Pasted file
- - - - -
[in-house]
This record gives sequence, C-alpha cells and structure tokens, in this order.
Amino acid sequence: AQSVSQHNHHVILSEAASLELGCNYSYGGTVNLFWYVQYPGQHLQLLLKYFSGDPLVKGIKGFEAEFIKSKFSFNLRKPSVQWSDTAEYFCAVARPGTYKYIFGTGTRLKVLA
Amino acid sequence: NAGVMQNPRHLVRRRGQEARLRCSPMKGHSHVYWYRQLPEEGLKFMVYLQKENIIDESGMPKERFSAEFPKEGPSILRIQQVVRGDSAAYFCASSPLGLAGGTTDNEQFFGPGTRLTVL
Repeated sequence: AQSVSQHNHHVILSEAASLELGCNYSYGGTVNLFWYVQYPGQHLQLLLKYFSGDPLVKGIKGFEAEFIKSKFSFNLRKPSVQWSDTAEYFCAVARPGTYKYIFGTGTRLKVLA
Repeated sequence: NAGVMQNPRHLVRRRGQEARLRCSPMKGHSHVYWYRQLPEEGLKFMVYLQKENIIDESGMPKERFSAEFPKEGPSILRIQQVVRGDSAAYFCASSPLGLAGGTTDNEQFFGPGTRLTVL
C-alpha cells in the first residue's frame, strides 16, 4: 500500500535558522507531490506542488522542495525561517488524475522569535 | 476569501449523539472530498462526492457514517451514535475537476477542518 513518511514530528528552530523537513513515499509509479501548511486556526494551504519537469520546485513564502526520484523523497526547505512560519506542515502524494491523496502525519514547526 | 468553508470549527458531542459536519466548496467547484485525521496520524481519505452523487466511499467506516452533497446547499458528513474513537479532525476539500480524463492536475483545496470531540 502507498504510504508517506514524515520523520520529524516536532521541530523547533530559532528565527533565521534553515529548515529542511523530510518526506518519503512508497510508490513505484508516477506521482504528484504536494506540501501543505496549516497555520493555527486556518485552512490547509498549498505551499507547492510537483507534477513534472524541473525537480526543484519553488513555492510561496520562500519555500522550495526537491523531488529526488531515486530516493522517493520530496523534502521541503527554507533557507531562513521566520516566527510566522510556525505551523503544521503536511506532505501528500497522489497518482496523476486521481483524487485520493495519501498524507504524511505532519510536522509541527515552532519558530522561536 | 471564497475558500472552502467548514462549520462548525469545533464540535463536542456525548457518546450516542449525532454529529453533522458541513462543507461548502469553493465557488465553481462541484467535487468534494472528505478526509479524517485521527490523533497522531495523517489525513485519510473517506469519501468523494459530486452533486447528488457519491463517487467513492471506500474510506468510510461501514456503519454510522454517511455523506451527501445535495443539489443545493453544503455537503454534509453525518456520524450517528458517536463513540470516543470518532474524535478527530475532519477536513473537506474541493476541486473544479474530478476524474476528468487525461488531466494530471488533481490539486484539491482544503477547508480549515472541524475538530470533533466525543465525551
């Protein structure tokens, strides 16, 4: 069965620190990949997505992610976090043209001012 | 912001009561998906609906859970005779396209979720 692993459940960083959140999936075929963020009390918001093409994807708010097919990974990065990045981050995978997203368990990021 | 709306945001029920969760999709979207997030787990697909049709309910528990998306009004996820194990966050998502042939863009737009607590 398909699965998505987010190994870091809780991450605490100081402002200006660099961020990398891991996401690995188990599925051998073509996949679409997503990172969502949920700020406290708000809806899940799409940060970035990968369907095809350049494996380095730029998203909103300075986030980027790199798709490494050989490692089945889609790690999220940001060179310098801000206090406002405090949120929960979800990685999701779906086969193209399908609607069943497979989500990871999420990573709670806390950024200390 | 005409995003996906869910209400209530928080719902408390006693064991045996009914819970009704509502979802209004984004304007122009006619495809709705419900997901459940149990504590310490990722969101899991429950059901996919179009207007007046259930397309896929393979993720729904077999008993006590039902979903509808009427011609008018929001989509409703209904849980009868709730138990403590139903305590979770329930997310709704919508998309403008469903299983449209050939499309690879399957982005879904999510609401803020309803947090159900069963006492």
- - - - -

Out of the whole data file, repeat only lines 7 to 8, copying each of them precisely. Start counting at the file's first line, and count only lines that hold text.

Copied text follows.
C-alpha cells in the first residue's frame, strides 16, 4: 500500500535558522507531490506542488522542495525561517488524475522569535 | 476569501449523539472530498462526492457514517451514535475537476477542518 513518511514530528528552530523537513513515499509509479501548511486556526494551504519537469520546485513564502526520484523523497526547505512560519506542515502524494491523496502525519514547526 | 468553508470549527458531542459536519466548496467547484485525521496520524481519505452523487466511499467506516452533497446547499458528513474513537479532525476539500480524463492536475483545496470531540 502507498504510504508517506514524515520523520520529524516536532521541530523547533530559532528565527533565521534553515529548515529542511523530510518526506518519503512508497510508490513505484508516477506521482504528484504536494506540501501543505496549516497555520493555527486556518485552512490547509498549498505551499507547492510537483507534477513534472524541473525537480526543484519553488513555492510561496520562500519555500522550495526537491523531488529526488531515486530516493522517493520530496523534502521541503527554507533557507531562513521566520516566527510566522510556525505551523503544521503536511506532505501528500497522489497518482496523476486521481483524487485520493495519501498524507504524511505532519510536522509541527515552532519558530522561536 | 471564497475558500472552502467548514462549520462548525469545533464540535463536542456525548457518546450516542449525532454529529453533522458541513462543507461548502469553493465557488465553481462541484467535487468534494472528505478526509479524517485521527490523533497522531495523517489525513485519510473517506469519501468523494459530486452533486447528488457519491463517487467513492471506500474510506468510510461501514456503519454510522454517511455523506451527501445535495443539489443545493453544503455537503454534509453525518456520524450517528458517536463513540470516543470518532474524535478527530475532519477536513473537506474541493476541486473544479474530478476524474476528468487525461488531466494530471488533481490539486484539491482544503477547508480549515472541524475538530470533533466525543465525551
């Protein structure tokens, strides 16, 4: 069965620190990949997505992610976090043209001012 | 912001009561998906609906859970005779396209979720 692993459940960083959140999936075929963020009390918001093409994807708010097919990974990065990045981050995978997203368990990021 | 709306945001029920969760999709979207997030787990697909049709309910528990998306009004996820194990966050998502042939863009737009607590 398909699965998505987010190994870091809780991450605490100081402002200006660099961020990398891991996401690995188990599925051998073509996949679409997503990172969502949920700020406290708000809806899940799409940060970035990968369907095809350049494996380095730029998203909103300075986030980027790199798709490494050989490692089945889609790690999220940001060179310098801000206090406002405090949120929960979800990685999701779906086969193209399908609607069943497979989500990871999420990573709670806390950024200390 | 005409995003996906869910209400209530928080719902408390006693064991045996009914819970009704509502979802209004984004304007122009006619495809709705419900997901459940149990504590310490990722969101899991429950059901996919179009207007007046259930397309896929393979993720729904077999008993006590039902979903509808009427011609008018929001989509409703209904849980009868709730138990403590139903305590979770329930997310709704919508998309403008469903299983449209050939499309690879399957982005879904999510609401803020309803947090159900069963006492």